Gear Guide 2012: Sierra Designs Discovery 30 Backpack

Keep air circulating with this highly ventilated daypack.

[best ventilation]

The trails around Lake Tahoe are hot in the summer, but the highly ventilated framesheet and backpanel on the Discovery kept air circulating, even in triple-digit temps. We didn’t think it possible that a perforated framesheet could out-ventilate a trampoline-style back, but our testers discovered otherwise.

One tester hauled the Discovery over more than 80 miles of trail and up and down the crags at Lover’s Leap and Pie Shop. “I filled it with a full rack of climbing gear (35 pounds), which it handled comfortably and with no perspiration buildup. Later, I packed three gallons of water (for two dogs) plus food, a small bivy sack, and clothing for an ultralight overnight—and despite the hot day, I didn’t get a sweaty back.”

The ventilation comes from the supersized molded-foam fingers that wrap around the framesheet and force air into the small cavities. Also credit the removable molded hipbelt that slips under a raised lumbar support with ventilation grooves to boost airflow (and allow for a smooth, fitted wrap with superb load distribution). The molded plastic framesheet (with oval-shaped cutouts for even more venting) is flexible and light.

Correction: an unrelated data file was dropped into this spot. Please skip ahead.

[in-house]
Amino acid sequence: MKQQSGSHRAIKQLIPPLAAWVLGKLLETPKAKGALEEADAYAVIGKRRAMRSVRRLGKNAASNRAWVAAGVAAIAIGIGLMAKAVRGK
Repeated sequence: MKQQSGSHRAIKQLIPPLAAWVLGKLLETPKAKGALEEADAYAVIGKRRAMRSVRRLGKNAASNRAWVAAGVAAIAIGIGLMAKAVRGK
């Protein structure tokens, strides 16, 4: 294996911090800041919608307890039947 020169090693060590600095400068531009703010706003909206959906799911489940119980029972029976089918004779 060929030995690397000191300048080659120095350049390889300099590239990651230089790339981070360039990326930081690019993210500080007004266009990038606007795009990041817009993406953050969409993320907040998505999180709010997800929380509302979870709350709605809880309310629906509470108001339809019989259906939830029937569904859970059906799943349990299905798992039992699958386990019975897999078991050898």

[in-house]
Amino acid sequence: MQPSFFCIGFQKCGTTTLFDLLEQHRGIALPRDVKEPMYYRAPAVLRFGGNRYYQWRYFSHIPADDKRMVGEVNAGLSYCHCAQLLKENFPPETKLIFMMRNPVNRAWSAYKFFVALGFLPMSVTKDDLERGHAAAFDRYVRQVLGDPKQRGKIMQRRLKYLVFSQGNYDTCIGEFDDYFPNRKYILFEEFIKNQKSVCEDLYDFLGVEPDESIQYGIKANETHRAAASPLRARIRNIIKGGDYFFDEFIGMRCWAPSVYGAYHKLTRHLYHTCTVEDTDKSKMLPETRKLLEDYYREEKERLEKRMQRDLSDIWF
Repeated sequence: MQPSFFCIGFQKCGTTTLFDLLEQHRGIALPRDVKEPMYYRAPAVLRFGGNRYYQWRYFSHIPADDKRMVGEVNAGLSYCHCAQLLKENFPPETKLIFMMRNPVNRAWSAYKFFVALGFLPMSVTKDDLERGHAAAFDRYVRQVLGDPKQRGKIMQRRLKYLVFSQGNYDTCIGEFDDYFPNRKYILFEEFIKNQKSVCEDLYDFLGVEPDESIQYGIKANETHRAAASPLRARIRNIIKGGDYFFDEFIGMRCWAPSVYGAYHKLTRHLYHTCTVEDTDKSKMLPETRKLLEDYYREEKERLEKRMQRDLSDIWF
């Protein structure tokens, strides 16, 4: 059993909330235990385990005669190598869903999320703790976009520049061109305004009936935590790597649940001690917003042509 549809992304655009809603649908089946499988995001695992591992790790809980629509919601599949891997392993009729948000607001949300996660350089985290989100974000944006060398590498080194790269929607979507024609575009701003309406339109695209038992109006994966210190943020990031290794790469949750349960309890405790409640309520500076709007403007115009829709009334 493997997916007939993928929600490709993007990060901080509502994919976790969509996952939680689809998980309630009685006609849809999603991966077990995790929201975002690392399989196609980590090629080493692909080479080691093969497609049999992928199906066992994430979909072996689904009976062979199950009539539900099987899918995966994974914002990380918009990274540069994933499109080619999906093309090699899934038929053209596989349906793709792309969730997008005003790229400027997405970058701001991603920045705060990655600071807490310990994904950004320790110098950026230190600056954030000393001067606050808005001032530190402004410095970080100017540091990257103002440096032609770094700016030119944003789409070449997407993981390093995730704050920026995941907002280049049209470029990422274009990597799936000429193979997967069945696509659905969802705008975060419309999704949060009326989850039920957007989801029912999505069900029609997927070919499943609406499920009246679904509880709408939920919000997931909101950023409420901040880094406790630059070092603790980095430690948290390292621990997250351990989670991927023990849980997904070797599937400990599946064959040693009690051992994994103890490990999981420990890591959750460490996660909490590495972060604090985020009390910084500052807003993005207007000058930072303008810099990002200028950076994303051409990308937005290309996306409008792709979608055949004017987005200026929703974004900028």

Our testers gave the pack bonus points for the lightly padded shoulder straps that can be easily adjusted for an extra inch of torso length. A single vertical DAC aluminum stay helps the pack bear weight vertically while still twisting and flexing in concert with your spine. Inside the roomy packbag is a single zip pouch for keys and phone. The outside features a stowaway rain cover, a stretch-mesh shove-it pouch*, and secure water bottle pockets that unfortunately aren’t accessible when you’re wearing the pack. $170; 2 lbs. 12 oz.; 30 liters;